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Technicals suggest the S&P 500 could jump 30% in a current bull market cycle that will extend to 2022, Fundstrat says

Technicals suggest the S&P 500 could jump 30% in a current bull market cycle that will extend to 2022, Fundstrat says

NYSE trader
  • The S&P 500 could surge 30% from Monday’s close to 4,600 in a bull market cycle that extends into 2022, according to a technical analysis note from Fundstrat.
  • The cycle backdrop for stocks remains bullish and is still improving, market breadth is expanding, and the laggards are bottoming, the note highlighted.
  • “We would encourage investors to keep in mind the improving longer-term cycle backdrop underway that should support equities well into 2021,” Fundstrat said.
  • Visit Business Insider’s homepage for more stories. 

The stock market should continue its run for at least another two years, according to a technical analysis note from Fundstrat sent to clients on Tuesday.

Specifically, monthly cycle indicators point to a continued uptrend that is supportive of the S&P 500 rising to 4,400 to 4,600, representing potential upside of 25% to 30% from Monday’s close, respectively. 

“Our long-term monthly quadrant balance oscillator, tracking 2-4 year market cycles, continues to build positively from oversold levels signaling the current cycle likely has room to run into 2022,” Fundstrat analyst Rob Sluymer said.

The percentage of stocks in the S&P 500 with rising monthly momentum continues to rise from its COVID-19 low in March, and has plenty of upside left. This supports Fundstrat’s view that a new four-year cycle bull market “is still in the early stages of developing,” the note said.

On top of that, other bullish technical indicators are building a more supportive picture for stocks longer term.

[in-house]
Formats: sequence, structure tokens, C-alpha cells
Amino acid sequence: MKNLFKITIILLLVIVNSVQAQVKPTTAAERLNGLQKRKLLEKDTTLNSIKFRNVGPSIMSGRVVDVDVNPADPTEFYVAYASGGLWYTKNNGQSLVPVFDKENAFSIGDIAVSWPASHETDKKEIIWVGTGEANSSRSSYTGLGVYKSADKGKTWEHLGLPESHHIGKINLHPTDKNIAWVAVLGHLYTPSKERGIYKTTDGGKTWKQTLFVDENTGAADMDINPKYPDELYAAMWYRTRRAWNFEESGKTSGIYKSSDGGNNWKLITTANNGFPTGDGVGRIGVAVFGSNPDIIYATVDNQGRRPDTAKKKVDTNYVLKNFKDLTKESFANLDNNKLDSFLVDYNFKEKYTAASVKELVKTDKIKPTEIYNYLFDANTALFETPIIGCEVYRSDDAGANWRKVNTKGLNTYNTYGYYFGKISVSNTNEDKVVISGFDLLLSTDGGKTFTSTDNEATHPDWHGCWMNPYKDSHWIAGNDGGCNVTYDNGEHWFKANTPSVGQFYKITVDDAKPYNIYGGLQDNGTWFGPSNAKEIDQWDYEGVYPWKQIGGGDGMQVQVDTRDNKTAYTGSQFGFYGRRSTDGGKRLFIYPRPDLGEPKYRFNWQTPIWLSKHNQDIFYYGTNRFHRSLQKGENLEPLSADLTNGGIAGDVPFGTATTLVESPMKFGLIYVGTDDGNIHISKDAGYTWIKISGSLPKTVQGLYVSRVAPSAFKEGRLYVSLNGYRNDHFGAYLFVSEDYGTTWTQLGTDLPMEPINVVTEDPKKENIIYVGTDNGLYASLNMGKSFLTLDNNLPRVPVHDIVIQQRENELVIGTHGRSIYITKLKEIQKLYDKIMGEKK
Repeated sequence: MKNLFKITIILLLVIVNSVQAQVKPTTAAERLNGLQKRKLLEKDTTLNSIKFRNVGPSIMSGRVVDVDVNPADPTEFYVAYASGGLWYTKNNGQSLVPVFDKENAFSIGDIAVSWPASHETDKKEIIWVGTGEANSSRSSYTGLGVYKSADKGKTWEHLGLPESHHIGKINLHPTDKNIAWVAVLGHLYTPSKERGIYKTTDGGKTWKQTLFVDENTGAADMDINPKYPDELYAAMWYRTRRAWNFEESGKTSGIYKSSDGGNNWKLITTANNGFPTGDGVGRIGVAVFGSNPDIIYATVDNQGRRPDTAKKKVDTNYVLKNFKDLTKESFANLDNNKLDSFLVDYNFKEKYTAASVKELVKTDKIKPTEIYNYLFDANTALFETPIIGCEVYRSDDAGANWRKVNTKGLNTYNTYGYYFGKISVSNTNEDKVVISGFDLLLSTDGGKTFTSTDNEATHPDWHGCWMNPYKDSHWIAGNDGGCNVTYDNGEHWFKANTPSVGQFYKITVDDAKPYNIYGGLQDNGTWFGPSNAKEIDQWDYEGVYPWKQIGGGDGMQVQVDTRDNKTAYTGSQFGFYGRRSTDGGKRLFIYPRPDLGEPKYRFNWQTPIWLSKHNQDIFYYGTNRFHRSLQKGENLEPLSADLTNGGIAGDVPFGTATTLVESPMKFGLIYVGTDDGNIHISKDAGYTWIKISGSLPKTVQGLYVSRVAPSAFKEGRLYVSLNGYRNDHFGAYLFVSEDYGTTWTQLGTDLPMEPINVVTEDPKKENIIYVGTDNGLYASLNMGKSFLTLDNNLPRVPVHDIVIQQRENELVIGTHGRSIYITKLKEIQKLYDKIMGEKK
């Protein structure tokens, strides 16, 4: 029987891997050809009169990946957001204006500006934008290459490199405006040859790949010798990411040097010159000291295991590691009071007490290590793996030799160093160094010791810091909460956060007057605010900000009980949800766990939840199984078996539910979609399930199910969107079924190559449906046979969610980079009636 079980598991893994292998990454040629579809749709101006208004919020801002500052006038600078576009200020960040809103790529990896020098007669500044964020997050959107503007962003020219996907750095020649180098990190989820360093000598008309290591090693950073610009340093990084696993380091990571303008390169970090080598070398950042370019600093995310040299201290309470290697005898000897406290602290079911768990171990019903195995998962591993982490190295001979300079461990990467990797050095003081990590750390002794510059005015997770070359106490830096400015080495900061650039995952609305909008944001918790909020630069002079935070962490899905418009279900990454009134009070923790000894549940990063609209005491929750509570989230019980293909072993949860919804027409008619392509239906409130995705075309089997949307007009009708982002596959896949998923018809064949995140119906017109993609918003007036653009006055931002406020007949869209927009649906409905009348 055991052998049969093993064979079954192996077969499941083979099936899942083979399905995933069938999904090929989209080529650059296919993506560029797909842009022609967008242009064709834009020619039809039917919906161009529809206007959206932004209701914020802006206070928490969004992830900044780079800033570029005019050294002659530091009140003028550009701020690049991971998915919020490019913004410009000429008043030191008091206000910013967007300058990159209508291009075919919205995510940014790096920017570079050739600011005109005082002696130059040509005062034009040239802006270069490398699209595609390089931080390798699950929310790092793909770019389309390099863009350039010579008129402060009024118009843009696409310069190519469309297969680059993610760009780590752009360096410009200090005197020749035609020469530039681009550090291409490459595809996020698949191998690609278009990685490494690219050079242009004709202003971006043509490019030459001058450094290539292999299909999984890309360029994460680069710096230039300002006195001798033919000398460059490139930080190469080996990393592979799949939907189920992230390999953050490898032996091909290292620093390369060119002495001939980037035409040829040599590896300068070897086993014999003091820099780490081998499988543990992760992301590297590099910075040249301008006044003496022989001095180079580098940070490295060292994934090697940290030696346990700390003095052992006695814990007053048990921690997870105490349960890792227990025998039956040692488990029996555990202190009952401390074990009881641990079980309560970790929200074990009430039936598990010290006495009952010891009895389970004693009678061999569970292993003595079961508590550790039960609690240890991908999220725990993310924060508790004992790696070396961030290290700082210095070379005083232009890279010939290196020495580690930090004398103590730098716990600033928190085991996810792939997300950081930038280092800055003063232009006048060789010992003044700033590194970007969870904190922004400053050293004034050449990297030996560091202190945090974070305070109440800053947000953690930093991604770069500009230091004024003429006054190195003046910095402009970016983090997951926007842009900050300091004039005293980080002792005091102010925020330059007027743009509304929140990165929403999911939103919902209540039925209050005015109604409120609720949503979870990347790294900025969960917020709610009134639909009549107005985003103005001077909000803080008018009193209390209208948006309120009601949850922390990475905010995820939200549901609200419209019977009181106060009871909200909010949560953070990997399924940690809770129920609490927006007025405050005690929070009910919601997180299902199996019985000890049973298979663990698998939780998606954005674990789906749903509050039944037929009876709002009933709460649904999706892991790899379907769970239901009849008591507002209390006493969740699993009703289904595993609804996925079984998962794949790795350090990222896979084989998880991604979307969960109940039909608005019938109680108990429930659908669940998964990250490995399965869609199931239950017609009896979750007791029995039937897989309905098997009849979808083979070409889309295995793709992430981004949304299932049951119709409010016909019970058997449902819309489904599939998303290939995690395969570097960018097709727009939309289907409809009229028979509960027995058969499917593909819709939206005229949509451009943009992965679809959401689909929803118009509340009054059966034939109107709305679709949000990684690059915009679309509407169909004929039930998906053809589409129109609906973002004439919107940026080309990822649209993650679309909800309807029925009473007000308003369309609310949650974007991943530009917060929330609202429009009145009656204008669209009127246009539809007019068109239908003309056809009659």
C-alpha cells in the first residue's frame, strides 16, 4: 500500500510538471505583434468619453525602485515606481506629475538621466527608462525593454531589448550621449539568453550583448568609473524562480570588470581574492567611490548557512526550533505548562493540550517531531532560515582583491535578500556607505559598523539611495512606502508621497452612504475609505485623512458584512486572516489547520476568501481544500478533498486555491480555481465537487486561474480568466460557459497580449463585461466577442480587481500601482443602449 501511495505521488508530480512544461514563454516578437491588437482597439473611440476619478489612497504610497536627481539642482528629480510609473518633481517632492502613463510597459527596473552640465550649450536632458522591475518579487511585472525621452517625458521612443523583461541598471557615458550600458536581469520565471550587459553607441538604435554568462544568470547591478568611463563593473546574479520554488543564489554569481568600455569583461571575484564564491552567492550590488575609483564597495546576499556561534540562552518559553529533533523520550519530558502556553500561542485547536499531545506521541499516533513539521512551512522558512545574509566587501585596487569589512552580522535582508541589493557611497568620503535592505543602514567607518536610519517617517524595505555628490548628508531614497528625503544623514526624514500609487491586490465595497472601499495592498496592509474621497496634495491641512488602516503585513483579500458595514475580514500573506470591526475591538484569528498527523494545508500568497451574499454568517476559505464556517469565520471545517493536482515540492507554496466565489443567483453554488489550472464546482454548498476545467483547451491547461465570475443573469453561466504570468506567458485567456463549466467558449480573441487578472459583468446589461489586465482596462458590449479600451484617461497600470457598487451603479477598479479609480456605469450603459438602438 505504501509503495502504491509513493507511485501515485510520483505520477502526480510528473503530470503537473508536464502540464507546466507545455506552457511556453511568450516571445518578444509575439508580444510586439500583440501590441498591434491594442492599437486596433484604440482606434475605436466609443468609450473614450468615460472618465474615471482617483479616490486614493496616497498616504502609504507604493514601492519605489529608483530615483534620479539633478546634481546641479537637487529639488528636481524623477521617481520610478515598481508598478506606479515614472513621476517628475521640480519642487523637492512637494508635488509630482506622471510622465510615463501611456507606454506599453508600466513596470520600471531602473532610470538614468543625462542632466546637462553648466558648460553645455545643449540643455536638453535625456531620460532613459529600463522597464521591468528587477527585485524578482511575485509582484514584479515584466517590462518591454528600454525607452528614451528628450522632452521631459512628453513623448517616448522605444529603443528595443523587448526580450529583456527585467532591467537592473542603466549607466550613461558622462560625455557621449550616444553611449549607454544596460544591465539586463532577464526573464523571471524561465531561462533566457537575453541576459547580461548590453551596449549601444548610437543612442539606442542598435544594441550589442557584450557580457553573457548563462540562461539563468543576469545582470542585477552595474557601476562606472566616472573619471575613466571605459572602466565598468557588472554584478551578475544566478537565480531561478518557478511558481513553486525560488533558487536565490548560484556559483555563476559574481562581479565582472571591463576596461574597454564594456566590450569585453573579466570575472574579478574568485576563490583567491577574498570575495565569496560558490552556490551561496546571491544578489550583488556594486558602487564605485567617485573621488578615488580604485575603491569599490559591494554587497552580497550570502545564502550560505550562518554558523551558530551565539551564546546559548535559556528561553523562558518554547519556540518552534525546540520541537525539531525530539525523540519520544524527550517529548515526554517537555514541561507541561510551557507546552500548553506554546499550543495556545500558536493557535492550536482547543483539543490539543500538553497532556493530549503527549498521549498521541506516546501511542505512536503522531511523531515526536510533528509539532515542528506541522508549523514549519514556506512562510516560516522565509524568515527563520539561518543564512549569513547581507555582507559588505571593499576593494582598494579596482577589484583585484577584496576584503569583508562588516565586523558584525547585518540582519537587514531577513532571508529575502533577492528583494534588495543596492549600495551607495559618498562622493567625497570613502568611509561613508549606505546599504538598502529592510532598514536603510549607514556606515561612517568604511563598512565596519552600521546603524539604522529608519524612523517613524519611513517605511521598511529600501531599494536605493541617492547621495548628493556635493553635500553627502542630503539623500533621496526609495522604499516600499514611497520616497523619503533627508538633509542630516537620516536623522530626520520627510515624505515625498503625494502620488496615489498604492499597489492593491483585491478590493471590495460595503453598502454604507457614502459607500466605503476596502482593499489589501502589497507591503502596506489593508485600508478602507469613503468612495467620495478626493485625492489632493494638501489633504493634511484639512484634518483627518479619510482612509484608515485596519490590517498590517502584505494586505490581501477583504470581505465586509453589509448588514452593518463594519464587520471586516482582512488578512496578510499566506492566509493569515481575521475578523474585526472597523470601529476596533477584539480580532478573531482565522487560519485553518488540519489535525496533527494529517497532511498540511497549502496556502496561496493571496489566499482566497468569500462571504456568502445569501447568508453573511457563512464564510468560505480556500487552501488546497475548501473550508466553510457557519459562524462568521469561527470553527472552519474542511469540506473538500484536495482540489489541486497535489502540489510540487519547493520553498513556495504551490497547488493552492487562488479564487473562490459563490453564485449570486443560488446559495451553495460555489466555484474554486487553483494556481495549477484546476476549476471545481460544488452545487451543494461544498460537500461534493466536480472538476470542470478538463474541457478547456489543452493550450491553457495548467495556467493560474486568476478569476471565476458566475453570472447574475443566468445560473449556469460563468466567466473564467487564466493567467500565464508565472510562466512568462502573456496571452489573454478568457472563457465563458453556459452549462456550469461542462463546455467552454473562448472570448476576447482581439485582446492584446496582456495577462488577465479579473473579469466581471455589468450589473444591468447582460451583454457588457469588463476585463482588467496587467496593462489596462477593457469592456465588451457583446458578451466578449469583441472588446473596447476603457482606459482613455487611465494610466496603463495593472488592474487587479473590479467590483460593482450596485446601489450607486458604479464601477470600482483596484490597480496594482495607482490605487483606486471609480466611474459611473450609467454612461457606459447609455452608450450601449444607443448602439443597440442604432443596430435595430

Read more: Good deals in pandemic-hit companies are proving hard to find. Here’s how big investors that raised billions to pounce on corporate distress are changing up their playbooks.

New cycle highs in the outperformance of the S&P 500 relative to the US Barclay’s Aggregate Bond Index lead Fundstrat to continue recommending clients overweight equities relative

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Stocks extend gains with stimulus prospects in focus

Stocks extend gains with stimulus prospects in focus

Stocks traded higher Friday morning as investors continued to mull chances of a virus-relief package amid mixed signals from officials as to what size of a proposal they might support.

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The S&P 500, Dow and Nasdaq each closed at their highest levels in more than five weeks by the end of the trading day on Thursday. All three major indices were on track to rise for a third straight day, and post weekly gains of at least 2.7%, as of Thursday’s closing levels.

Traders have closely monitored developments out of Washington to weigh whether a comprehensive or partial stimulus package might emerge before Election Day on Nov. 3, with additional relief measures viewed as a key tenet in encouraging the recovery in the virus-stricken economy. The Department of Labor’s weekly report on new jobless claims Thursday morning showed a worse than expected 840,000 individuals filed for first-time unemployment insurance benefits last week, though continuing claims dipped back below 11 million for the first time since late March.